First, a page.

Thursday, July 30, 2009

My Survivor Guilt

In late 2006, I was diagnosed with a rare form of cancer, Pseudomyxoma Peritonei, or PMP for short. PMP is a rare form of abdominal cancer, free-floating cells which grow in size and block the transfer of fluid throughout the abdominal cavity, and when the cells metastasize the cancer attacks multiple internal organs, either through . The nature of the cancer is such that normal warning signs simply do not appear; the only early warning signs of PMP are high blood pressure, weight and water gain, and sluggish body movements.

Those signs are also symptoms of simply being overweight, which is far more common and far less serious. Consequently, victims of PMP usually become aware of the cancer only when it begins to attack internal organs, at which time the chances of survival plummet. A study by the National Institute of Health said PMP patients have a 1-year survival rate of 98%, but a 5-year survival rate of just 53%, and a 10-year survival rate of only 32%. That study is a bit dated now, but it does give you a sense of how serious this cancer is to the people who must fight it.

An account of how one patient in Canada fought PMP may be read here. And I applaud Steve's courage and candid account of his fight.

In short, no one really knows what causes PMP, why it floats around loose in the abdominal cavity, what causes it to go from relatively harmless to aggressively life-threatening, or why some cases are discovered early but most only when it is too late. PMP is a damnable thing to have to face.

And this is why I feel guilty. I went in to M.D. Anderson yesterday for more tests and evaluations, and today I spoke with Paul Mansfield, the doctor who is in charge of my case and one of the top four or five experts in PMP. My tumors have not grown for more than two years, and all in all things are going very well for me. So well in fact, that I began to wonder if I had not been misdiagnosed, that maybe I did not in fact have cancer. Dr. Mansfield, along with the Colorectal Cancer team at MDA, assure me that I do indeed have PMP, but for me the cancer is strangely quiescent, not growing or making any signs of threat to my health or well-being. The cancer is not gone, but it’s not attacking me either. It’s like walking past a neighbor’s house every morning, and a gun is always pointed at me but never fired.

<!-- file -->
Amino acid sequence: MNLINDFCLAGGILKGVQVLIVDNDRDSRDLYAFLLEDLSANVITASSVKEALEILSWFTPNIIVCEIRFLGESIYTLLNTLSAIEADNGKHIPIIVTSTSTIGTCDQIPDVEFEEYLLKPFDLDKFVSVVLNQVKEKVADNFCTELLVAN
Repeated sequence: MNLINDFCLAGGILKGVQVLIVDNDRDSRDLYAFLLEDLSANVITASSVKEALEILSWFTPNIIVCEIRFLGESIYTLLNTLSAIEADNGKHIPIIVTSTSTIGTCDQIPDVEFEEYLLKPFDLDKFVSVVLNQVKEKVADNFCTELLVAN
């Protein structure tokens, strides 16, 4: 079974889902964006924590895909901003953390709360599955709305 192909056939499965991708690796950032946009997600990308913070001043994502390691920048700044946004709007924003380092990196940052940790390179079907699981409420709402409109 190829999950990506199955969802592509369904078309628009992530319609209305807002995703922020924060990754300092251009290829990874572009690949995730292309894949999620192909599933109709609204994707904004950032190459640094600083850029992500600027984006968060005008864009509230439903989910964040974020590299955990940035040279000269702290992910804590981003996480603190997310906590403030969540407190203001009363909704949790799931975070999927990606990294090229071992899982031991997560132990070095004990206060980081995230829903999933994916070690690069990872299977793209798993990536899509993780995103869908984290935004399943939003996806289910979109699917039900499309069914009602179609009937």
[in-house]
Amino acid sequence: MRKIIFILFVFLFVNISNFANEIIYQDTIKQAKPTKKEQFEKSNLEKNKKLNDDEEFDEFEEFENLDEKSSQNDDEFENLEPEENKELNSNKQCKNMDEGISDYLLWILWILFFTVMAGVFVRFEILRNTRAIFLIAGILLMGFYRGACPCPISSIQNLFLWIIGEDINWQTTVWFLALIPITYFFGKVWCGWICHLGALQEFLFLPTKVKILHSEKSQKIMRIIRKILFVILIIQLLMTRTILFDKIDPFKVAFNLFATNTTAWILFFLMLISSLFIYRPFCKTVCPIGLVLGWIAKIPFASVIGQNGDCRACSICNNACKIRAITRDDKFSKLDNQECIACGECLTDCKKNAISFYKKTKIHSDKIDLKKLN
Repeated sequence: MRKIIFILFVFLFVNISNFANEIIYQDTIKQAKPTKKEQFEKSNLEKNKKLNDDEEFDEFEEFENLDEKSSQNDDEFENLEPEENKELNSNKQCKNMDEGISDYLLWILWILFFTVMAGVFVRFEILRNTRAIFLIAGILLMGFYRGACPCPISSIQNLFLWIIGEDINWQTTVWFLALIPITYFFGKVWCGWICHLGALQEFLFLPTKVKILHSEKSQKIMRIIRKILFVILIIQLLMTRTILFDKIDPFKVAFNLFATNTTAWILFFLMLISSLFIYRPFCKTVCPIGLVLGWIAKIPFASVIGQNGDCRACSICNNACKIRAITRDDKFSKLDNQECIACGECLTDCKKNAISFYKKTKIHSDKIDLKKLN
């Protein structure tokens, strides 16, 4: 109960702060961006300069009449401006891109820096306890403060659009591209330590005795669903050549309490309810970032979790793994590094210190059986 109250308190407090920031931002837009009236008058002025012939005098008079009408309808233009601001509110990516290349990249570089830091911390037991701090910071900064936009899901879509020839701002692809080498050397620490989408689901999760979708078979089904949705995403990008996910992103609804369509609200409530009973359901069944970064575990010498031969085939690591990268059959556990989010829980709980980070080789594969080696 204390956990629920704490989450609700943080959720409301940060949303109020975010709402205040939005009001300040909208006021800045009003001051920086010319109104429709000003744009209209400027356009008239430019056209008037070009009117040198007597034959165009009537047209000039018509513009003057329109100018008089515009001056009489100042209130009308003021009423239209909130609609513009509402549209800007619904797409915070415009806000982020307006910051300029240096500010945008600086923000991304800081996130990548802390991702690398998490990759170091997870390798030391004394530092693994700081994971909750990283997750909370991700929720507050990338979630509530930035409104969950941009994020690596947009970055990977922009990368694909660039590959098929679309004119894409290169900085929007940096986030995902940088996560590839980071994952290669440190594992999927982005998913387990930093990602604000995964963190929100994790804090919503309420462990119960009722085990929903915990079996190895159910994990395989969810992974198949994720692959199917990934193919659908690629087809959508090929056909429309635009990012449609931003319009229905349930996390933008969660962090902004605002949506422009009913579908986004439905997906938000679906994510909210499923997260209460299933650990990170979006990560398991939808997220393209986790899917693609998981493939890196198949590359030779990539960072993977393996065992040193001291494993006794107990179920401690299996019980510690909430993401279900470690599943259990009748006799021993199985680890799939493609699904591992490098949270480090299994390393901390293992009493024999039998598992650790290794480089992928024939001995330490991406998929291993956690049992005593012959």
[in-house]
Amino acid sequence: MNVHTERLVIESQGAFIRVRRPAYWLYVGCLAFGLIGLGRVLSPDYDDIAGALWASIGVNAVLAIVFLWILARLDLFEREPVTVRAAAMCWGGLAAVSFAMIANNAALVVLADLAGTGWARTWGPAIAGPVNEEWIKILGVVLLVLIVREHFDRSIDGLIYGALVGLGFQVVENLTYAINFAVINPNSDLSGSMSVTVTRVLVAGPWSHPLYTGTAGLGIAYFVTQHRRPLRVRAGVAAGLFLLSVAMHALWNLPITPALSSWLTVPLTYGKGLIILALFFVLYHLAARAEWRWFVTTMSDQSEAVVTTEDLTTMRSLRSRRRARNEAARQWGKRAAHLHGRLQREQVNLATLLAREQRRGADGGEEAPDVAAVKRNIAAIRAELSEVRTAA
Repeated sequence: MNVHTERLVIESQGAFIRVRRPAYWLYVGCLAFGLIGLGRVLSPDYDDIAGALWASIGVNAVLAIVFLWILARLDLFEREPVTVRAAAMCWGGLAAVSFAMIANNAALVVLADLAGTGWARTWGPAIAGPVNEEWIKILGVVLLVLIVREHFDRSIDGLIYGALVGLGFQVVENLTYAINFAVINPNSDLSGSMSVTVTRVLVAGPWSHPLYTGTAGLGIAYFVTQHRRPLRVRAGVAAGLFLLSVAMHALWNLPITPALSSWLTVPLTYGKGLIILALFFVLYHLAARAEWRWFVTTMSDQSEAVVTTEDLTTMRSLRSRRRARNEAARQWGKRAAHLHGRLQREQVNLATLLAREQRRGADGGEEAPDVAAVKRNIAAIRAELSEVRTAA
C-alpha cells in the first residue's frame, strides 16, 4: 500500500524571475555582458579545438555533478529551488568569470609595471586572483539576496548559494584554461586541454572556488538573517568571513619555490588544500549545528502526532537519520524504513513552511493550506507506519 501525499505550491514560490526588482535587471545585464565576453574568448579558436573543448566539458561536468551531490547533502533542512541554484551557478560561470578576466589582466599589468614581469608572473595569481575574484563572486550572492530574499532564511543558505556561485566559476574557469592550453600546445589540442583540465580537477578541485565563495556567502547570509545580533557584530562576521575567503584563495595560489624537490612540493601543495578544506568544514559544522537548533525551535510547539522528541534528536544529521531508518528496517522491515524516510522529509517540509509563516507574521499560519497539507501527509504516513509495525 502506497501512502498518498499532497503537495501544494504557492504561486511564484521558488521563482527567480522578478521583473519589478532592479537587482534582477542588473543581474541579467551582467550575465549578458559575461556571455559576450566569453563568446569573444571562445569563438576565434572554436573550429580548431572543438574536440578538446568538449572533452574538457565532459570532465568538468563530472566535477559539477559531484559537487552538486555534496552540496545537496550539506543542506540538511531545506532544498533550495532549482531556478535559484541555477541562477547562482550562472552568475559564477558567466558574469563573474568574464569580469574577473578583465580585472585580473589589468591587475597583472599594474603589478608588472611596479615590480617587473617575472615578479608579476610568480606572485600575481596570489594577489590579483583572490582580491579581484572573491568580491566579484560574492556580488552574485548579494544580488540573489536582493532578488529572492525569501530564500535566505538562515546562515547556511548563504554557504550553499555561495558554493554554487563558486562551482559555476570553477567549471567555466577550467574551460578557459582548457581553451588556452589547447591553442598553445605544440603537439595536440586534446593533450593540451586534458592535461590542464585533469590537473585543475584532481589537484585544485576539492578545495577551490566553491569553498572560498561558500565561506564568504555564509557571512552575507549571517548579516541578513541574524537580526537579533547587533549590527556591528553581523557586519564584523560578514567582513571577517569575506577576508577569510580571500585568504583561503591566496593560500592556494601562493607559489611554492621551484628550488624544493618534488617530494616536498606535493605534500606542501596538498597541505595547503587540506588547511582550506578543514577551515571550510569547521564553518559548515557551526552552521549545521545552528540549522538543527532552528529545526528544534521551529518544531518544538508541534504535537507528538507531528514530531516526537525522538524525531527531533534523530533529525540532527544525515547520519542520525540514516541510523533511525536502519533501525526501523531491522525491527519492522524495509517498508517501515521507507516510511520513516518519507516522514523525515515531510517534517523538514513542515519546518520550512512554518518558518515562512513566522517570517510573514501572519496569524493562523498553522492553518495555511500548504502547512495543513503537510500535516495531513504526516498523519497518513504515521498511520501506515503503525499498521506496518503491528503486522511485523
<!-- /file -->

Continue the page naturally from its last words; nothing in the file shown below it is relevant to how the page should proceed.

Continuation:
Why do I have a cancer that most people have never heard of? And why have I been blessed by having a cancer that only threatened me for a short time, never actually putting my life in real danger, when so many others are killed by the thing, or put through months of hellish suffering?

I never deserved to have cancer. At the same time, there are many people with cancer who deserved my good fortune far more than I do. I hate the trips to MDA, because I almost feel that I have no business being there, next to people who have suffered so much because of their cancer, while mine has cost me so little up to now. I know in my head that I should be grateful, especially for my wife and daughter who worry about me and who had a much harder time when I had my last operation than I did. But in my heart I do not wish to suffer, but I wish I could help the others suffer less – it feels wrong to be so helpless to help the others.

I stopped writing to my PMP Patient forum. I could not bring myself to write about my health and well-being, when so many of my fellow patients were suffering from slow recuperation, and so many lost their battles.

So damned many.

I don’t know why I have been spared. I don’t know what to do.

M.D. Anderson has started a study of the disease, having received permission from an Institutional Review Board (IRB) to do so, and I will be participating with whatever I can contribute. At least I can feel like I am doing something to help, though it’s small steps in a long journey.

Tuesday, July 28, 2009

The Problem With Racial Dialogue

It seems strange to me that we cannot, as a nation, discuss race relations in anything like a civil manner. The recent incident between a white police officer and a black university professor in Massachusetts seems to only highlight that fact – there has been a flood of accusations and assumptions, but very few people have been able or willing to sit down and examine the incident on the evidence and known facts. Even the President of the United States, to use his own words, “acted stupidly” on this issue. The Civil War ended in 1865, Civil Rights were specifically codified in 1964, yet here in the Twenty-First Century there is no consensus on definitions of human rights, much less the proper relationship between people of different races. We have even reached a point where a person can start an argument by their choice of label used to describe a group of people.

To me, the heart of the problem is the tone. Most people mean no harm in how they speak and act, and so they don’t much like being lectured to by folks who don’t know the first thing about them, how they are guilty of this or that by association, or how they have to speak and act a certain way whenever they encounter someone of another race. In short, people don’t like being expected to take orders from someone just because of their race, no matter what race they happen to be. They do not respect the message from someone who delivers that message in a tone of condemnation simply for being a different race from themselves. A Black person who holds Whites in contempt is clearly no better than a White person who holds Blacks in contempt, or a Hispanic who hates Asians, or an Asian who hates Native Americans, or a Muslim who hates Jews, et cetera et cetera ad nauseum. The first requirement for a racial dialogue is mutual respect by and for all parties.